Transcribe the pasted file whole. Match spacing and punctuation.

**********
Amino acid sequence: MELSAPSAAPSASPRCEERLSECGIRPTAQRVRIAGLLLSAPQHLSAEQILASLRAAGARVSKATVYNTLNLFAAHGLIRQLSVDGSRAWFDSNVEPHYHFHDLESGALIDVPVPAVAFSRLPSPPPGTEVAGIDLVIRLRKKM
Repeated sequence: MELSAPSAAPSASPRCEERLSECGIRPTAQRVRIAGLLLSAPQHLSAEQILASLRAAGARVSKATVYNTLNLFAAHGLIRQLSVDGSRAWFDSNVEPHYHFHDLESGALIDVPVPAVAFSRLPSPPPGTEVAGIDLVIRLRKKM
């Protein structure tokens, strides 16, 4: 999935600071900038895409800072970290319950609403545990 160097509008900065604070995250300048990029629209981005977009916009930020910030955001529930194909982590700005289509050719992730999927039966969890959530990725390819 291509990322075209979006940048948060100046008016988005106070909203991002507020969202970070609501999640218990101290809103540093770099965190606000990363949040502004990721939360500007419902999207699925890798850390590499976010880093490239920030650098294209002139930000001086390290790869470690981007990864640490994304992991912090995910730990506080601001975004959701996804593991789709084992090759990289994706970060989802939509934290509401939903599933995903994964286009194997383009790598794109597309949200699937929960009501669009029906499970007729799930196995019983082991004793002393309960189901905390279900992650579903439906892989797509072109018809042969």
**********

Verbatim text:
Amino acid sequence: MELSAPSAAPSASPRCEERLSECGIRPTAQRVRIAGLLLSAPQHLSAEQILASLRAAGARVSKATVYNTLNLFAAHGLIRQLSVDGSRAWFDSNVEPHYHFHDLESGALIDVPVPAVAFSRLPSPPPGTEVAGIDLVIRLRKKM
Repeated sequence: MELSAPSAAPSASPRCEERLSECGIRPTAQRVRIAGLLLSAPQHLSAEQILASLRAAGARVSKATVYNTLNLFAAHGLIRQLSVDGSRAWFDSNVEPHYHFHDLESGALIDVPVPAVAFSRLPSPPPGTEVAGIDLVIRLRKKM
């Protein structure tokens, strides 16, 4: 999935600071900038895409800072970290319950609403545990 160097509008900065604070995250300048990029629209981005977009916009930020910030955001529930194909982590700005289509050719992730999927039966969890959530990725390819 291509990322075209979006940048948060100046008016988005106070909203991002507020969202970070609501999640218990101290809103540093770099965190606000990363949040502004990721939360500007419902999207699925890798850390590499976010880093490239920030650098294209002139930000001086390290790869470690981007990864640490994304992991912090995910730990506080601001975004959701996804593991789709084992090759990289994706970060989802939509934290509401939903599933995903994964286009194997383009790598794109597309949200699937929960009501669009029906499970007729799930196995019983082991004793002393309960189901905390279900992650579903439906892989797509072109018809042969």